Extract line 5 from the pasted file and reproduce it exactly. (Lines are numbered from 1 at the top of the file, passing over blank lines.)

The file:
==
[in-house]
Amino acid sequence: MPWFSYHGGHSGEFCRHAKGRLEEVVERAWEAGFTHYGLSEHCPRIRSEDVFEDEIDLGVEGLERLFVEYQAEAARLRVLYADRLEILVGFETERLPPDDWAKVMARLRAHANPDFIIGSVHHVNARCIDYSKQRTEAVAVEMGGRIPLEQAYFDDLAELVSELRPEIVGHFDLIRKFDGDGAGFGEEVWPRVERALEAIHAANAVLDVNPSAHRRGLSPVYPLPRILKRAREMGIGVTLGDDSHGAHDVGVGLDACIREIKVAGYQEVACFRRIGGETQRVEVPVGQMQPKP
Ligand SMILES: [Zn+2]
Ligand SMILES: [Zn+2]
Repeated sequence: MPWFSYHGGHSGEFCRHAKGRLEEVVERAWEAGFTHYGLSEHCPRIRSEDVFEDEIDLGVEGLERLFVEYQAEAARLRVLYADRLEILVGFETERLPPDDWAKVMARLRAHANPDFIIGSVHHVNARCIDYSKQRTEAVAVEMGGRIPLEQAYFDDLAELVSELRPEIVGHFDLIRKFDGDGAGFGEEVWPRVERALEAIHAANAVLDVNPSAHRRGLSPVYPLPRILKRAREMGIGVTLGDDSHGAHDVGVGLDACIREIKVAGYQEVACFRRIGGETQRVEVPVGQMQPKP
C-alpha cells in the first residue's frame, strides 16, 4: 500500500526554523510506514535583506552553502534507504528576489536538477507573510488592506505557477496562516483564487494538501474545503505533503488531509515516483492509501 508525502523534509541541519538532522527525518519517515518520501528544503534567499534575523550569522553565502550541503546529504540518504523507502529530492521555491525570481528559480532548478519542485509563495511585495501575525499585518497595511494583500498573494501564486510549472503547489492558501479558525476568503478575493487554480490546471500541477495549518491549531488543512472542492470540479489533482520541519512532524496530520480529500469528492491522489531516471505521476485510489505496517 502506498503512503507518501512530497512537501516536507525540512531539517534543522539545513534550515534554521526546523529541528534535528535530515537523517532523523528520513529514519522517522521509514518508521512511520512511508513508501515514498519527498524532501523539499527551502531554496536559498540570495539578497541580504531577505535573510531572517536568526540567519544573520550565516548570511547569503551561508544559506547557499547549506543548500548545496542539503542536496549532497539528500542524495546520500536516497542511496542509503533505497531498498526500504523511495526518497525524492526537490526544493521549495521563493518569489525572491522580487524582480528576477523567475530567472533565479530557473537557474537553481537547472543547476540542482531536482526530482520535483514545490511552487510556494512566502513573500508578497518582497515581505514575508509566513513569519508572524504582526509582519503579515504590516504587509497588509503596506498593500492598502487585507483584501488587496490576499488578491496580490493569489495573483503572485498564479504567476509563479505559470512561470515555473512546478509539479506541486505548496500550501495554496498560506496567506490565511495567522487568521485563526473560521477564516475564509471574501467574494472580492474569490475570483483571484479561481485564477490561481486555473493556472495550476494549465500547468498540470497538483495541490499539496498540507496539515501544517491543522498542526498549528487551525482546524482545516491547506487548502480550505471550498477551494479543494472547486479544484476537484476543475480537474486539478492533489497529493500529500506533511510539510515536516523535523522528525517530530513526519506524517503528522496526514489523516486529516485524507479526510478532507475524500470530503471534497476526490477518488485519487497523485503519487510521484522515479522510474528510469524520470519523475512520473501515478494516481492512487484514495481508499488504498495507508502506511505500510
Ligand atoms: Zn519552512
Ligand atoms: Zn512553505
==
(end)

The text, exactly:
Repeated sequence: MPWFSYHGGHSGEFCRHAKGRLEEVVERAWEAGFTHYGLSEHCPRIRSEDVFEDEIDLGVEGLERLFVEYQAEAARLRVLYADRLEILVGFETERLPPDDWAKVMARLRAHANPDFIIGSVHHVNARCIDYSKQRTEAVAVEMGGRIPLEQAYFDDLAELVSELRPEIVGHFDLIRKFDGDGAGFGEEVWPRVERALEAIHAANAVLDVNPSAHRRGLSPVYPLPRILKRAREMGIGVTLGDDSHGAHDVGVGLDACIREIKVAGYQEVACFRRIGGETQRVEVPVGQMQPKP